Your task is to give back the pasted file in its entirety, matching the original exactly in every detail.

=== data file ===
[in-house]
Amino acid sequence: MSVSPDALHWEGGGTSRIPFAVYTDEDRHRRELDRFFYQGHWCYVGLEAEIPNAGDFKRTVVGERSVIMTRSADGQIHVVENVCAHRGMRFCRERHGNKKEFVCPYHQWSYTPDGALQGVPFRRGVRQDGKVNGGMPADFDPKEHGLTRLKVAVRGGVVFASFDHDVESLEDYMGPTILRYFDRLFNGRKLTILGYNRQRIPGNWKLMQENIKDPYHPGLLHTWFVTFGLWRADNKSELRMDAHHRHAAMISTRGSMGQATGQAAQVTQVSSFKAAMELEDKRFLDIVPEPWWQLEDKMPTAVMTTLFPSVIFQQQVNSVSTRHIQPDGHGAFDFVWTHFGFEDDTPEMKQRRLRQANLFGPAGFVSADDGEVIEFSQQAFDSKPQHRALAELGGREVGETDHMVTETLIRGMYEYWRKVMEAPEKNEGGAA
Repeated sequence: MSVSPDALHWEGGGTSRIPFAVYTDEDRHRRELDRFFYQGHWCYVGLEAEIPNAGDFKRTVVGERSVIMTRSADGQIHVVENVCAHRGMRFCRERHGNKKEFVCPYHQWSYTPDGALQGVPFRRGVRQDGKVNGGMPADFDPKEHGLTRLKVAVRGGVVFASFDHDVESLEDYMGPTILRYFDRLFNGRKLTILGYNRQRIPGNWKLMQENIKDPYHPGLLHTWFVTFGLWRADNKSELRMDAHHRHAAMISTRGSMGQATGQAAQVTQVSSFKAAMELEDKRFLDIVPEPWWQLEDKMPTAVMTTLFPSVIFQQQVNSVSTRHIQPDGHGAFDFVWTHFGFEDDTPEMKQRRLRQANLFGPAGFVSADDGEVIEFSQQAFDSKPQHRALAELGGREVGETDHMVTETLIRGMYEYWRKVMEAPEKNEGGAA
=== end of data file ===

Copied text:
[in-house]
Amino acid sequence: MSVSPDALHWEGGGTSRIPFAVYTDEDRHRRELDRFFYQGHWCYVGLEAEIPNAGDFKRTVVGERSVIMTRSADGQIHVVENVCAHRGMRFCRERHGNKKEFVCPYHQWSYTPDGALQGVPFRRGVRQDGKVNGGMPADFDPKEHGLTRLKVAVRGGVVFASFDHDVESLEDYMGPTILRYFDRLFNGRKLTILGYNRQRIPGNWKLMQENIKDPYHPGLLHTWFVTFGLWRADNKSELRMDAHHRHAAMISTRGSMGQATGQAAQVTQVSSFKAAMELEDKRFLDIVPEPWWQLEDKMPTAVMTTLFPSVIFQQQVNSVSTRHIQPDGHGAFDFVWTHFGFEDDTPEMKQRRLRQANLFGPAGFVSADDGEVIEFSQQAFDSKPQHRALAELGGREVGETDHMVTETLIRGMYEYWRKVMEAPEKNEGGAA
Repeated sequence: MSVSPDALHWEGGGTSRIPFAVYTDEDRHRRELDRFFYQGHWCYVGLEAEIPNAGDFKRTVVGERSVIMTRSADGQIHVVENVCAHRGMRFCRERHGNKKEFVCPYHQWSYTPDGALQGVPFRRGVRQDGKVNGGMPADFDPKEHGLTRLKVAVRGGVVFASFDHDVESLEDYMGPTILRYFDRLFNGRKLTILGYNRQRIPGNWKLMQENIKDPYHPGLLHTWFVTFGLWRADNKSELRMDAHHRHAAMISTRGSMGQATGQAAQVTQVSSFKAAMELEDKRFLDIVPEPWWQLEDKMPTAVMTTLFPSVIFQQQVNSVSTRHIQPDGHGAFDFVWTHFGFEDDTPEMKQRRLRQANLFGPAGFVSADDGEVIEFSQQAFDSKPQHRALAELGGREVGETDHMVTETLIRGMYEYWRKVMEAPEKNEGGAA